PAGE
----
Dismiss Notice
Join Physics Forums Today!
The friendliest, high quality science and math community on the planet! Everyone who loves science is here!

B The Earth's magnetic field and moon

  1. May 2, 2017 #1
    Does the moon pass through the Earth's magnetic field??
    If so how strong would the field be??
    Would it be strong enough to possibly generate a current throw some kind of conductor??
    And always thank you for anyone that take the time to answer my questions.
     
  2. jcsd
  3. May 2, 2017 #2

    phinds

    User Avatar
    Gold Member
    2016 Award

    Have you done any research on this? If so, what have you found?
     
  4. May 2, 2017 #3
    Very little simply because for me with my reading disability it becomes very difficult to get through anything that is tiped out. Almost always have to have the computer read everthing to me. Most of the time I have to go throw the material 2-3 time before I understanding what it is trying to get across. Please do not think of me as unintelligent in anyway. This is why I have a tendency to ask questions on the forums then look into what is being described to me. I also like to ask questions to "someone" and not "something".
    When someone asks this are they trying to discourage wandering minds from asking questions ????
    what I have found was the moon enters the magnetotail three days before it is full and takes about six days to cross and exit on the other side. Other than that I do not know the answers to the rest of my questions.
     
  5. May 2, 2017 #4

    berkeman

    User Avatar

    Staff: Mentor

    Sorry about your disability -- that must make learning pretty hard.

    And no, phinds was just asking what you had done so far. Also, what is your background? Are you familiar with Faraday's Law of Induction? That is part of what you would use to figure this out.
     
  6. May 2, 2017 #5

    berkeman

    User Avatar

    Staff: Mentor

  7. May 2, 2017 #6

    phinds

    User Avatar
    Gold Member
    2016 Award

    No. This forum is more about helping people FIND answers than it is about GIVING answers. There are many forums on the internet that are of the Q&A type (ask a question, get an answer) but this is not one of them, at least when it comes to questions for which something like a trivial Google search will turn up considerable information.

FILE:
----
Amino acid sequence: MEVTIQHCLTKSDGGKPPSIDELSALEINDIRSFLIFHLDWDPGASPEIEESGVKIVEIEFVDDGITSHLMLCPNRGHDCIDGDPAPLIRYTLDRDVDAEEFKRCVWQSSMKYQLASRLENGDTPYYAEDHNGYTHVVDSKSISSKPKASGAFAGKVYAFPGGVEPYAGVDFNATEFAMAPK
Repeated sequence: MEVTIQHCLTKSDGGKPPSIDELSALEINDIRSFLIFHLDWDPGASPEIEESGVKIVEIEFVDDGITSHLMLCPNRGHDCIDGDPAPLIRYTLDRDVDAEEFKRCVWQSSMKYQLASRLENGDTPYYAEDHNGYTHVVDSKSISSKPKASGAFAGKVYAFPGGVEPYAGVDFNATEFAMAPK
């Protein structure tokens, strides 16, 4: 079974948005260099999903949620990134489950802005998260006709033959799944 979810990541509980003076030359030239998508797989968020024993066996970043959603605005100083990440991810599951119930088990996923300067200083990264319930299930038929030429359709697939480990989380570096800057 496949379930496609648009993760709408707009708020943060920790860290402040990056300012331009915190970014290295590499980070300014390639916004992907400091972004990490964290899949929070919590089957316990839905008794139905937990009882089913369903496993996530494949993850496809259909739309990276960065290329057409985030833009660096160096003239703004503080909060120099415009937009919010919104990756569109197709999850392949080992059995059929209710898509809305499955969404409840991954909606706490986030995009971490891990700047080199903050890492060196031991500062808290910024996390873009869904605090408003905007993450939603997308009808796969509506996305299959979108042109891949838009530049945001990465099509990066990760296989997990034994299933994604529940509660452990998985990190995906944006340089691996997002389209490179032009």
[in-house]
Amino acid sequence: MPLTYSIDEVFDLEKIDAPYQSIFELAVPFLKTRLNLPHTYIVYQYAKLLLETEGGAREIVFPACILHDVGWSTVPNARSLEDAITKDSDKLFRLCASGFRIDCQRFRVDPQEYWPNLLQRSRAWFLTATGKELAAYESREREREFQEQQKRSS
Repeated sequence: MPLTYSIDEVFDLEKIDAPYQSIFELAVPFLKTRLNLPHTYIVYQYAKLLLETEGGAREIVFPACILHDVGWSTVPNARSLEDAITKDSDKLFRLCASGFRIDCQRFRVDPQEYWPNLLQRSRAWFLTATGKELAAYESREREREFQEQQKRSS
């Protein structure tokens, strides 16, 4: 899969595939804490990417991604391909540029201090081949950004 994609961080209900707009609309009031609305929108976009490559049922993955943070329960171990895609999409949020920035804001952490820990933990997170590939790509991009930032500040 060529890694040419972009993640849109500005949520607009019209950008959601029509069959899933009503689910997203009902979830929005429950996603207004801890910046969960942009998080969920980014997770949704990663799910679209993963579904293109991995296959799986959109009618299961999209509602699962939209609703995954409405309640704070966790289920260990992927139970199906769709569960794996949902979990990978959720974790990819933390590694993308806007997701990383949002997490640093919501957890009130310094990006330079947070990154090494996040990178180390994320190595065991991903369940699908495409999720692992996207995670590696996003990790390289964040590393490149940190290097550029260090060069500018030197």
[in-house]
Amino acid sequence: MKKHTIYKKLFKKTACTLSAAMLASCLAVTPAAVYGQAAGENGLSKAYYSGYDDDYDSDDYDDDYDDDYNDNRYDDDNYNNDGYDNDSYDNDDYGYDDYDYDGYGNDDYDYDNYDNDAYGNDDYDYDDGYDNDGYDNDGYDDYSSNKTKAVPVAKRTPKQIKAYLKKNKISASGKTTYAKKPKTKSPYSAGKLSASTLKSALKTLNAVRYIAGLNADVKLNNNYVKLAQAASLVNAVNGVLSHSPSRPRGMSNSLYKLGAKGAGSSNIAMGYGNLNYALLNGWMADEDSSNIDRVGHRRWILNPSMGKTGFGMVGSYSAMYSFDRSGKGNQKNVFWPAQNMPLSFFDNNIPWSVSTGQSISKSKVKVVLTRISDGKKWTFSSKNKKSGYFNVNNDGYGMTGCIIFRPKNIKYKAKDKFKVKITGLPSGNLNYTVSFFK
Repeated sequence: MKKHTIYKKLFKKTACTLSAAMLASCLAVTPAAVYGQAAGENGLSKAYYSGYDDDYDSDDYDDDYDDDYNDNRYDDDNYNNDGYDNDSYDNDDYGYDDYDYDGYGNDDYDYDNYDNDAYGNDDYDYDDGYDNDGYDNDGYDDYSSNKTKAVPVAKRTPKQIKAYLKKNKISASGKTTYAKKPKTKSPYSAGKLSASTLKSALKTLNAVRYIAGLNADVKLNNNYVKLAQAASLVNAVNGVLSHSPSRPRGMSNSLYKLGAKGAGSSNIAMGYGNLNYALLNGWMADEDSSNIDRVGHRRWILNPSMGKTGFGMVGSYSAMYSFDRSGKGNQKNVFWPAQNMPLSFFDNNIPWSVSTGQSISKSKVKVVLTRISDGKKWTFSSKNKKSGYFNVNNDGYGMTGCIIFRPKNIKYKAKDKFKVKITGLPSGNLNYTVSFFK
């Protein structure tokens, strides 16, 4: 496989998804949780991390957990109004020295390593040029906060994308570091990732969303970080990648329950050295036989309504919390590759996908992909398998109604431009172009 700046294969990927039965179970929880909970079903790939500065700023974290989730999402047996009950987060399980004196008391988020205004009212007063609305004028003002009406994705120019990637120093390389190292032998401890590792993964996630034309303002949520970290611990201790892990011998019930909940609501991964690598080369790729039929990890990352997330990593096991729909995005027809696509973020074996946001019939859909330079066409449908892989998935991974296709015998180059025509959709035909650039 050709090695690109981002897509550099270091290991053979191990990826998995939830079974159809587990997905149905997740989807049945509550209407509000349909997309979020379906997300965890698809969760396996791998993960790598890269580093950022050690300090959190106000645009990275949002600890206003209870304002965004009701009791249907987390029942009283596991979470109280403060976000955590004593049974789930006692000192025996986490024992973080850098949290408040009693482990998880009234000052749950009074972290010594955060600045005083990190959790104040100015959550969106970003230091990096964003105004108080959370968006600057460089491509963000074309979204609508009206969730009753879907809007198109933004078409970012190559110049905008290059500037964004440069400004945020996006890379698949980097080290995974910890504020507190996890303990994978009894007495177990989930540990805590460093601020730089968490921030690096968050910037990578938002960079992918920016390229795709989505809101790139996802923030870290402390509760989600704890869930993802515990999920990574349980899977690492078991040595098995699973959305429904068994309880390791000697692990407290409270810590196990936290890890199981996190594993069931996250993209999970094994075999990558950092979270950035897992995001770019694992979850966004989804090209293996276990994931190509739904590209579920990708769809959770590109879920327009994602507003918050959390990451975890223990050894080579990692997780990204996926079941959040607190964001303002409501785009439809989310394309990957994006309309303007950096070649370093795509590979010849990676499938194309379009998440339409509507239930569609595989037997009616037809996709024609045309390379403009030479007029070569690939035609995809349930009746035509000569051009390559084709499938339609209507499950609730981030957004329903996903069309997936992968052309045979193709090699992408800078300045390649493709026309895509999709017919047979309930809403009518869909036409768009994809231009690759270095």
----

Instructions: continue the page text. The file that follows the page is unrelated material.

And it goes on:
The magnetotail is part of the Earth's magnetic field. ANY magnetic field is capable of creating some electric current if you move a closed loop of wire through it. The question really should be "would the current in this case be big enough to be measurable with current technology". I don't know the answer to that question.
     
  8. May 2, 2017 #7
    Well, even throw I drop out of high school( hence my user name) after my 4 year and only a 1 and 1/2 points short of graduating. I have pushed myself to keep learning about the world around me. Yes I'm some what familiar with the law and if I need to refresh my brain I can look that up for myself. The whole idea behind my questions was... Would it be possible or plausible to have the earth magnetosphere generate electricity on the moon for a moon base?

    P.S. I'm sorry I got so defensive.
     
    Last edited: May 2, 2017
  9. May 2, 2017 #8

    phinds

    User Avatar
    Gold Member
    2016 Award

    Even here on Earth, it would not be possible to use the the magnetosphere to generate significant electricity. If it were, we would likely already be doing it. On the moon, as I suggested previously, it might be too small to even measure.
     
  10. May 2, 2017 #9
    Thank you for taking the time to answer my queries on the subject :cool:
     
  11. May 4, 2017 #10

    sophiecentaur

    User Avatar
    Science Advisor
    Gold Member

    No one seems to have mentioned that work has been done on a small scale version of this. It's called a Space Tether and involves two satellites, tethered together by a long (hundreds of metres or more). As they orbit through the Earth's magnetic field, a current is generated. Unfortunately there hasn't been a lot of success so far and there have been a number of failures. But Google "Space Tethers' to find something that could be interesting for you.
     
  12. May 5, 2017 #11
    Thank you for the info i'll look into it
     
  13. May 5, 2017 #12
    As a warning device, a 'flip magnetometer' would serve, literally a pivoted coil plus indicator. Getting more than nano-power from the sweep of Earth's magneto-tail, even wiggled by solar storms, seems improbable. IIRC, even miles-long mass-drivers would not need to worry about induced currents.

    Neat notion, though ! Good to see some-one thinking 'Outside the Box' !!
     
Know someone interested in this topic? Share this thread via Reddit, Google+, Twitter, or Facebook

Have something to add?
Draft saved Draft deleted



Similar Discussions: The Earth's magnetic field and moon
  1. If Earth was a moon? (Replies: 7)

Loading...